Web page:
All Our Kin

All Our Kin

All Our Kin

All Our Kin


"This landmark study debunked the misconception that poor families were unstable and disorganized. Here is the chronicle of a young white woman's sojourn into The Flats, an African-American ghetto comm"


This introduction anticipates curiosity about how a young white woman could conduct a study of black family life, and provides a basis for evaluating the reliability and quality of the data obtained.

The questions raised relate to a broad spectrum of questions fundamental to social analysis. Is it possible for an outsider who symbolizes the dominant culture to enter a black community, win the community's participation and approval, acquire reliable data, and judge its reliability? What roles can the researcher assume? Can the observer grasp how his questions are interpreted by the informants? Can the observer discover rules used by those studied for managing their daily affairs? Can the observer distinguish his own theories for making sense of the data from the meanings given by community members in their everyday life? How do the initial channels chosen to gain an entrée into a community affect the findings and biases of an anthropological field study?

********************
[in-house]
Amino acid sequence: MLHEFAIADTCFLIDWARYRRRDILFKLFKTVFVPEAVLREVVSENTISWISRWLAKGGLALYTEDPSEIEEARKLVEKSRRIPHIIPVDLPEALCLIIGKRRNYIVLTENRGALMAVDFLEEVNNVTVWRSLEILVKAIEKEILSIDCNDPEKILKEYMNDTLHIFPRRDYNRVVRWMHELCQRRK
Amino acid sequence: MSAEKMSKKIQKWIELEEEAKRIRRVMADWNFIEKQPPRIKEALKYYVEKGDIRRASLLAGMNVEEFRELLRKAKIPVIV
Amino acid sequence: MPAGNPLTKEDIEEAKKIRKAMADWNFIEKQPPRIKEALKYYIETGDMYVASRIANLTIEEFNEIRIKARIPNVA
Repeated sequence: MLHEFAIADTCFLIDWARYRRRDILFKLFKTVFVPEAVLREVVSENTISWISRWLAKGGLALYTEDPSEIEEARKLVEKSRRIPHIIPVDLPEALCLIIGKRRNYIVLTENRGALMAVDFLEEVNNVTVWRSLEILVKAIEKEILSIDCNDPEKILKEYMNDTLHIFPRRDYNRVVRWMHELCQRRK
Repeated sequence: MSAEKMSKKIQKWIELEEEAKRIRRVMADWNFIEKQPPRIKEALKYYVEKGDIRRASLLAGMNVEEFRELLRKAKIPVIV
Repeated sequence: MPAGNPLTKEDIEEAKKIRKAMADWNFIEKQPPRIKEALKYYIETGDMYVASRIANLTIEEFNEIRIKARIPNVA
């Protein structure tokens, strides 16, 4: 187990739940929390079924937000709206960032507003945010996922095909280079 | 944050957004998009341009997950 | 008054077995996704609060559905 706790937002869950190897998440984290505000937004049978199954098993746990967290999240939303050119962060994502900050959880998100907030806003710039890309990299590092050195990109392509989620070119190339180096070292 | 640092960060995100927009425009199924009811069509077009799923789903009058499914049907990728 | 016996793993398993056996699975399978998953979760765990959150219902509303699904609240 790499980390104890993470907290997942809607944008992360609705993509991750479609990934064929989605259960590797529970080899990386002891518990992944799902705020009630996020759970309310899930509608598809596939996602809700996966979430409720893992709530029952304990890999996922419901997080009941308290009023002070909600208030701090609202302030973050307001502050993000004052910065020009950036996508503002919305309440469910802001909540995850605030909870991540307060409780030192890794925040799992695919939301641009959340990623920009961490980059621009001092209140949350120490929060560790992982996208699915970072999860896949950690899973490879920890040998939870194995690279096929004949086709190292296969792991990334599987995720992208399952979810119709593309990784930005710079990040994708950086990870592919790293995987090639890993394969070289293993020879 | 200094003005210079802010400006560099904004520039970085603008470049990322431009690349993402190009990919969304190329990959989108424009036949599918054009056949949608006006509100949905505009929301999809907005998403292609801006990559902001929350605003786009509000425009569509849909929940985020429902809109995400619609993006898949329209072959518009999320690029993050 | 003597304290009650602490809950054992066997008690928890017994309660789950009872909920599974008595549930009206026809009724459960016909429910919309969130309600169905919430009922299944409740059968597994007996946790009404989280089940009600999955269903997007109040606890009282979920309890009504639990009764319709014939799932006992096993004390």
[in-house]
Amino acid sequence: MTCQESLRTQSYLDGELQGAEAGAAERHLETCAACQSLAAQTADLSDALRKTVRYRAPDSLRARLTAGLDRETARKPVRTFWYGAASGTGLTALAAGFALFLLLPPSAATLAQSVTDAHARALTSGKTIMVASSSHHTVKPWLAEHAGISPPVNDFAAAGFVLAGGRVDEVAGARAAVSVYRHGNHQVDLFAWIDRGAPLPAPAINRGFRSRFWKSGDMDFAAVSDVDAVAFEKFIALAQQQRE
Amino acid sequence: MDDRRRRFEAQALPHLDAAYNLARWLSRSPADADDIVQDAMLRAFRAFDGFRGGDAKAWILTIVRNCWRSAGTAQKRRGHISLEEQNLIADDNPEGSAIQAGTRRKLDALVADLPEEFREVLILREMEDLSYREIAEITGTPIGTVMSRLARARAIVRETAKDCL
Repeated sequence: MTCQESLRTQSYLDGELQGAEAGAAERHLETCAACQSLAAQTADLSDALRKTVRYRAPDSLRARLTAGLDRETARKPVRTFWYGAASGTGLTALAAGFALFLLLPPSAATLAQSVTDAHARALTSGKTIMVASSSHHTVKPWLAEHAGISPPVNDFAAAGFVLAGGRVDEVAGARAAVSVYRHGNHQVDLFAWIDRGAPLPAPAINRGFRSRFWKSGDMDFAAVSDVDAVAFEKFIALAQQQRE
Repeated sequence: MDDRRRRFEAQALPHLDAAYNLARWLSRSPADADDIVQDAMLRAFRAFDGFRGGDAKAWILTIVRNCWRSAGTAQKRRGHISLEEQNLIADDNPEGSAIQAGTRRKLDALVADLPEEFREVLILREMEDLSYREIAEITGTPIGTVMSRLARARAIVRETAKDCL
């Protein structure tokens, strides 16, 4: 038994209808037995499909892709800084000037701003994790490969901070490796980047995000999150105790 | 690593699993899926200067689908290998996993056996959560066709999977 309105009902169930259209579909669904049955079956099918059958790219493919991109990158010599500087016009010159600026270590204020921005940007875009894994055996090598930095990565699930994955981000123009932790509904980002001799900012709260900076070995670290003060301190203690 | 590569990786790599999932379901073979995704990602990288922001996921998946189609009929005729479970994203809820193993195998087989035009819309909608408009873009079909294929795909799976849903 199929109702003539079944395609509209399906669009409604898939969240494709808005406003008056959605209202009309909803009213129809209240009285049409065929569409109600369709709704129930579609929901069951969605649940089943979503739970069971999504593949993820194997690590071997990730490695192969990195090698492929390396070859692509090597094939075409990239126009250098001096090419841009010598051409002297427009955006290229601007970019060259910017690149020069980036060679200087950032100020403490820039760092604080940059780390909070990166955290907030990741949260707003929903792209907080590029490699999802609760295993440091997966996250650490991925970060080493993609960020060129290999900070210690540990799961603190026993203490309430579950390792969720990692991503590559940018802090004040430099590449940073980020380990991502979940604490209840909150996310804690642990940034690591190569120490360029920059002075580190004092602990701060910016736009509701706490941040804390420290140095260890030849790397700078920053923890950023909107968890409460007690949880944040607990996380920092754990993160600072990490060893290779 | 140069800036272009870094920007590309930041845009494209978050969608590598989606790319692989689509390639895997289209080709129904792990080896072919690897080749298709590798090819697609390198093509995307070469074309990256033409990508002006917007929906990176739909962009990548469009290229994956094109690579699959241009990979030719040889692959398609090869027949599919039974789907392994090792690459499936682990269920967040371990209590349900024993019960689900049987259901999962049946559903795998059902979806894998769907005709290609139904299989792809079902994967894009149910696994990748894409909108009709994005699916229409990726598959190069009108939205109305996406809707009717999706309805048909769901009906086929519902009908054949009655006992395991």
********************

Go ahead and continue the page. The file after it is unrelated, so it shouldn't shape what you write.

In both industrial and nonindustrial societies, researchers have typically established their first contacts with men who hold power—the colonial administrators, tribal chiefs, local mayors, and judges. These men draw upon their status in the community and favors owed to them to usher the researchers into the community, the first link in what becomes a chain of introductions. Anyone proceeding through other channels runs the risk of offending those in power and provoking an invitation to leave the community.

Within most black communities in the United States today, power is divided among the older generation of professionals in the black establishment and the younger activist leaders and . . .

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